No prog-related album should be without a multi-part epic, and the three-part `Gorgon' suite that closes the disc is an ambitious, twenty one-plus minute interpretation of three mythical female creatures with snakes for hair of ancient Greek literature! Opening chamber-prog passage `Medusa' offers a gloriously gothic atmosphere built around imposing church organ and spectral synths that are ultimately ripped apart with searing violin strains and snapping drumming. Fans of Zeuhl originators Magma will love one of the most violent and frantic Asturias pieces to date, `Stheno's mud-thick grumbling 'n' grubby Jannick Top-like bass oppressiveness, skittering percussion and devilish piano mania suitably sound-tracking the most independent and ferocious of the three gorgons! The tale of third sister `Euryale', known for her bellowing cries, is carefully set to highly emotional music with its sorrowful yet achingly beautiful violin strains and thoughtful guitar ruminations that rise to freeing heights for a refined and uplifting farewell.

`Trinity's cultured approach to often adapting classic literature and art means it always remains evocative and sophisticated, and the album remains endlessly melodic at all times without ever sacrificing technicality and ambitiousness. Trinity' is dramatic and intelligent instrumental music at its very finest, and is not only the third stunning Electric Asturias work to date, but already one of the standout progressive music releases of 2019.

Five stars.

Note - Electric Asturias are currently performing on the 2019 Cruise to the Edge tour, and attendees would be highly recommended to skip looking in on some of the `bigger names' if it means a chance to witness this first-rate band in action - a group who will quite literally blow most of the other bands out of the water! ;)

Review by BrufordFreak
COLLABORATOR Heavy Prog & JR/F/Canterbury Teams
4 stars My first question is: How, and I'm serious, HOW can someone rate this album a one star effort?!! It's not even a matter of taste, one cannot help but recognize and, hopefully, acknowledge the mastery on display here.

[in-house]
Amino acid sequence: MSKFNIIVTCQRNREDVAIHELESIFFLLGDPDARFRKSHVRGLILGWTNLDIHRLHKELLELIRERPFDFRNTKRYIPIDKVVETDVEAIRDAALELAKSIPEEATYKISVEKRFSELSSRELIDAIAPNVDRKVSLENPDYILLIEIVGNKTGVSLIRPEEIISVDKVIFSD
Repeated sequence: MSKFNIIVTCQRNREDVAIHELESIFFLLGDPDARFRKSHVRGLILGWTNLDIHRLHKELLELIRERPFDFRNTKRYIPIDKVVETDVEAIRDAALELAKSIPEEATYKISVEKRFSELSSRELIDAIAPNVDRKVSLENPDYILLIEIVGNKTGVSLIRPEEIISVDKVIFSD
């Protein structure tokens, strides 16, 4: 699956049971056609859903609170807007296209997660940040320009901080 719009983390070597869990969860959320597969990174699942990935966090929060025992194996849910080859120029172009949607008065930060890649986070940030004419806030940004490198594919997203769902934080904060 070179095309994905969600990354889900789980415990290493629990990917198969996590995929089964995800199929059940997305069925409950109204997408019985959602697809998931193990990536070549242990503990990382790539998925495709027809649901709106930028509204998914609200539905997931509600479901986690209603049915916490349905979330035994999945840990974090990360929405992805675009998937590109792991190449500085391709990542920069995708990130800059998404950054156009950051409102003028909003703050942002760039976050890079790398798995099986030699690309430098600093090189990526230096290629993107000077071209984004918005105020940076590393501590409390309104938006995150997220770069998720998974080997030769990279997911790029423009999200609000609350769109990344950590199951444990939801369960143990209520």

My follow-up second question is: How many one star raters here can compose and play at this level of proficiency??

1. "Closed World" (7:13) opens with some aggressive classical piano arpeggi before full rock band joins in with violin repeating the same opening sequence of arpeggi. The melodic pattern is engaging enough to keep the listener pinned while other instruments take turns soloing with variations on the main theme or, with stops and starts, going into other movements. The weaves of the three lead instruments gets clever with harmonized threads and chords. Very pleasant, clean, interesting, and engaging song start to finish with, of course, very high caliber skills in the composition and musicianship departments. (13.5/15)

2. "Wuthering Heights" (5:54) bouncy, peppy, though a little straightforward with melodies that become a little tiresome no matter how many different ways they play them. sounds like a song from GENESIS And Then There Were Three... without the lyrics, of course. (8.25/10)

3. "Skelter"(4:38) opens with a reversed piano chord á la YES 1972 before the band comes crashing through like a train out of a tunnel travelling at top speed. Great melodies from Tei Sena and support play--especially from the piano of Yoshihiro Kawagoe. The soloing skills of guitarist Satoshi Hirata are great though his lines aren't quite as melodic or emotional as Sena's. (Is it just the nature of the instrument? I think not.) (9.25/10)